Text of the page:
Pete Wargent blogspot

CEO AllenWargent Property Buyers, & WargentAdvisory (institutional). 6 x finance author.

'Must-read, must-follow, one of the finest analysts in Australia' - Stephen Koukoulas, ex-Senior Economics Adviser to Prime Minister Gillard.

'One of Australia's brightest financial minds, a must-follow for accurate & in-depth analysis' - David Scutt, Business Insider.

'I've been investing 40 years yet still learn new concepts from Pete; one of Australia's finest young commentators' - Michael Yardney, Amazon #1 bestseller.

'The most knowledgeable person on Aussie real estate - loads of good data & charts, the most comprehensive analyst I follow in Australia' - Jonathan Tepper, Variant Perception, 2 x NYT bestseller.

'Superlative work' - Grant Williams, founder RealVision.

Thursday, 19 April 2018

Employment growth stalls

Stall speed

Australia's economy has added a very impressive +525,900 jobs on a net basis since September 2016, but the dream run was over by March 2018, with only a small increase recorded in the month and a revised drop reported for February. 

Very hard to look at this chart with rose-tinted spectacles for 2018!


After a spectacular run it's no surprise that New South Wales has hit a leaner patch, while South Australia recorded a net employment loss of -6,100 for the month, as the local economy struggles to gain traction, possibly with some flow-through to suppliers of the now shuttered auto assembly industry.


Over the past quarter employment growth was overwhelmingly driven by Queensland (+17,800) and Victoria (+15,900).

On a trend basis over the past year Queensland recorded by far and away the strongest employment growth rate at +4.3 per cent, although New South Wales was also very strong at +3.6 per cent.

Unemployment steady

The participation rate in Australia has been tracking as high as we've ever seen, though it ticked down a notch to 65.5 per cent in March. 


There was a slight decline of -2,400 in the seasonally adjusted number of unemployed persons to 730,200, which was enough to keep the seasonally adjusted unemployment rate steady at 5.5 per cent, though the trend result inched higher to 5.6 per cent. 


And while Sydney is now at or close to full employment, almost everywhere else there remains an abundance of slack in the labour force. 

The seasonally adjusted unemployment rate in Western Australia leapt to 6.9 per cent in the month, though certain other indicators including the participation rate have been more positive. 


Finally, and perhaps the acid test, the trend annual growth in the number of hours worked is clearly now losing its way in slipping to +2.6 per cent. 


Not too many positives here overall, short-term bearish for the Aussie dollar and especially for wishful expectations of near-term adjustments to monetary policy.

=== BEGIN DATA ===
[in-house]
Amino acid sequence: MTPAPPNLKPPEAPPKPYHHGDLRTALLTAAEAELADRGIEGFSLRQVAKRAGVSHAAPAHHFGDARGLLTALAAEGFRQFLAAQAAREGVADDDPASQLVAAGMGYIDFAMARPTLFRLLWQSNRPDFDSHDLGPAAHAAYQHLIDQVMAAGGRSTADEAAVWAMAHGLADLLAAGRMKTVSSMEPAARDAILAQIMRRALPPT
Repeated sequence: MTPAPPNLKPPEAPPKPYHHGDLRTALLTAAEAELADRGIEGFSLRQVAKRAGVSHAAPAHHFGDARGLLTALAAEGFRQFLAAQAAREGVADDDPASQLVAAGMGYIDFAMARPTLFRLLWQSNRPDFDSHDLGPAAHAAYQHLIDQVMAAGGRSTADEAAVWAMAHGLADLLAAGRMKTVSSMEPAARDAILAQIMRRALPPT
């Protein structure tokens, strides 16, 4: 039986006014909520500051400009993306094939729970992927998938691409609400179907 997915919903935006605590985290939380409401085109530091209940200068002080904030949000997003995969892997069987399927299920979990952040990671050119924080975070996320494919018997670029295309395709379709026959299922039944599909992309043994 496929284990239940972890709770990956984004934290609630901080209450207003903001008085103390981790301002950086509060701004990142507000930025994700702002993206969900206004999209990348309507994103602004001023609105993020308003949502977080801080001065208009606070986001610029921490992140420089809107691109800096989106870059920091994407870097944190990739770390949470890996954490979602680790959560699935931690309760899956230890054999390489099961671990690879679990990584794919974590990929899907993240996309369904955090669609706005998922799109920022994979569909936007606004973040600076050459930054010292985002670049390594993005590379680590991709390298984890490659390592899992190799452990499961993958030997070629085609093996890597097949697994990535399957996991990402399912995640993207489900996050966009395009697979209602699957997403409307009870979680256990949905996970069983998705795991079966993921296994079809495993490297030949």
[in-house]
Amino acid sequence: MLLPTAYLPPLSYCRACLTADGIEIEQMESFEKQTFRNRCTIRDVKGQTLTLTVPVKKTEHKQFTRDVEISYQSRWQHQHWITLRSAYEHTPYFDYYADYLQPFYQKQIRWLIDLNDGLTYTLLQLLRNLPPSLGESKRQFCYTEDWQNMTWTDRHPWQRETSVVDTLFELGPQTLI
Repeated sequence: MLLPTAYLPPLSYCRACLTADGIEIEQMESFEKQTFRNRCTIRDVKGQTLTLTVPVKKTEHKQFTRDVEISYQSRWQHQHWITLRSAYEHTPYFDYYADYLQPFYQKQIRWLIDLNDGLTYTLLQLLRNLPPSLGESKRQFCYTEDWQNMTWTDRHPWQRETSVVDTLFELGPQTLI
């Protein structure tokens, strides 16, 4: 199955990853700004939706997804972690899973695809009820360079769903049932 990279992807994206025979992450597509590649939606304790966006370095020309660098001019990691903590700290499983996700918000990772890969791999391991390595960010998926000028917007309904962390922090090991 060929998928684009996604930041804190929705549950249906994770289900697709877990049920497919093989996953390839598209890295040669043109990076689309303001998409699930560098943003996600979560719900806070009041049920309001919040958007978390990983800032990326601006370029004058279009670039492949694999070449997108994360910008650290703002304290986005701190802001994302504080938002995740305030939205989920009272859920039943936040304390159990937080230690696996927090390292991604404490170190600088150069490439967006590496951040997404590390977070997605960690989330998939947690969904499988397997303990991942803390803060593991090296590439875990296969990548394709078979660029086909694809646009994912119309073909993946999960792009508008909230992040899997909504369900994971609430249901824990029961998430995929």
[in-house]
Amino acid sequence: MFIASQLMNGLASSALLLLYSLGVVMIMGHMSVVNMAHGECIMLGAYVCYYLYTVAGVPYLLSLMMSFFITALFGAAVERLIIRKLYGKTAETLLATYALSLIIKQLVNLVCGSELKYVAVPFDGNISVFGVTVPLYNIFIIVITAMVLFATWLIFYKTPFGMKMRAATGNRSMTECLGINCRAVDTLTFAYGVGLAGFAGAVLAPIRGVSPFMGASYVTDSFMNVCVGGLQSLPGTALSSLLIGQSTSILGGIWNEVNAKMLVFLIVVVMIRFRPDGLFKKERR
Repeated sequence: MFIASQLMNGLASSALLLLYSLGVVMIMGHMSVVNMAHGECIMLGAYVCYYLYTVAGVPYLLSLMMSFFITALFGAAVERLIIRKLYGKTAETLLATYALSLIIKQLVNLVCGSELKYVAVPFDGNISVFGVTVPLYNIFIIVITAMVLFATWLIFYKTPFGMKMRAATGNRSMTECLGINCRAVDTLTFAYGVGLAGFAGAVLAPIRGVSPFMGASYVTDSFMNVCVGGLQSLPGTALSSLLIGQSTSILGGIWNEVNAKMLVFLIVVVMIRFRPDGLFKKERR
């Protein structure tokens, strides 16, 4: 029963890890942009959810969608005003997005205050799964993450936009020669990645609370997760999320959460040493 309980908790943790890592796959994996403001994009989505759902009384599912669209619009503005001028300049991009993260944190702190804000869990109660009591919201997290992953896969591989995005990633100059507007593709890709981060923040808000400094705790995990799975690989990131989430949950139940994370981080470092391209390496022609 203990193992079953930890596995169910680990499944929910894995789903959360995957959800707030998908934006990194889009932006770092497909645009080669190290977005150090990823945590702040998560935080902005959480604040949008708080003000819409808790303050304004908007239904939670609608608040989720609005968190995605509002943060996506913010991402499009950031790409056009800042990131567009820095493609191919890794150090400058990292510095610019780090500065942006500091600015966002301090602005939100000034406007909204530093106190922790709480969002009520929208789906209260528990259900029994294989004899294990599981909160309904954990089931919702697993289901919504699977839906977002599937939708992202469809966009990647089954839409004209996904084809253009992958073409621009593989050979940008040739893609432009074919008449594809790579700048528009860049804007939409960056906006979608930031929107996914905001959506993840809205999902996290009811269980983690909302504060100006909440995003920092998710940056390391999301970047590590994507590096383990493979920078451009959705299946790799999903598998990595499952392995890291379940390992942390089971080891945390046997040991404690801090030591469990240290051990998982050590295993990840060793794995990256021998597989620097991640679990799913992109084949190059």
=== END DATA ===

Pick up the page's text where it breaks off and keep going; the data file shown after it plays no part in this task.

Wednesday, 18 April 2018

Long term arrivals at record high

Arrivals hit record

Skilled job vacancies advertisements rose for an 18th consecutive month according to the Department of Employment, for the first time since March 2011. 

There was quite a jump in the month too, from 184,000 to 189,000, with the trend result now +34 per cent higher (or +47,400 advertisements) than the October 2013 nadir. 


Conditions improved everywhere, especially Western Australia, although South Australia was the notable laggard, with only a small annual change in vacancies. 

Things are certainly looking up, slowly but surely, and when the economy improves often so too does immigration rise.

Indeed, the number of permanent and long term arrivals hit the highest ever level in February 2018 at 105,630, in turn sending the annual total to a record high of 788,260.

If you've ever wondered why Melbourne's supposed oversupply of housing never materialised, here's why.


February also played host to a tourism bonanza in honour of Chinese Lunar New Year, with a record 226,900 Chinese arrivals in the month.


Including arrivals from Hong Kong there were more than ¼ million visitors in just 28 days.

Unprecedented. 

With 1.4 million short-term visitors over the year to February it's no surprise that China grabs the tourism headlines, though there were also record arrivals from other countries, including India at 311,500. 



February is also a key intake month for international students, and education arrivals were also extremely high at 111,500, although this was just a notch below the record high for a month set in February 2017.

Annual arrivals were above 564,000, but these numbers need to be treated with a little care due to double-counting. 


Lots of moving parts here, but the big picture is very strong demographic flows, especially into Sydney and Melbourne, coupled with booming tourism for Australia.

A heady combination.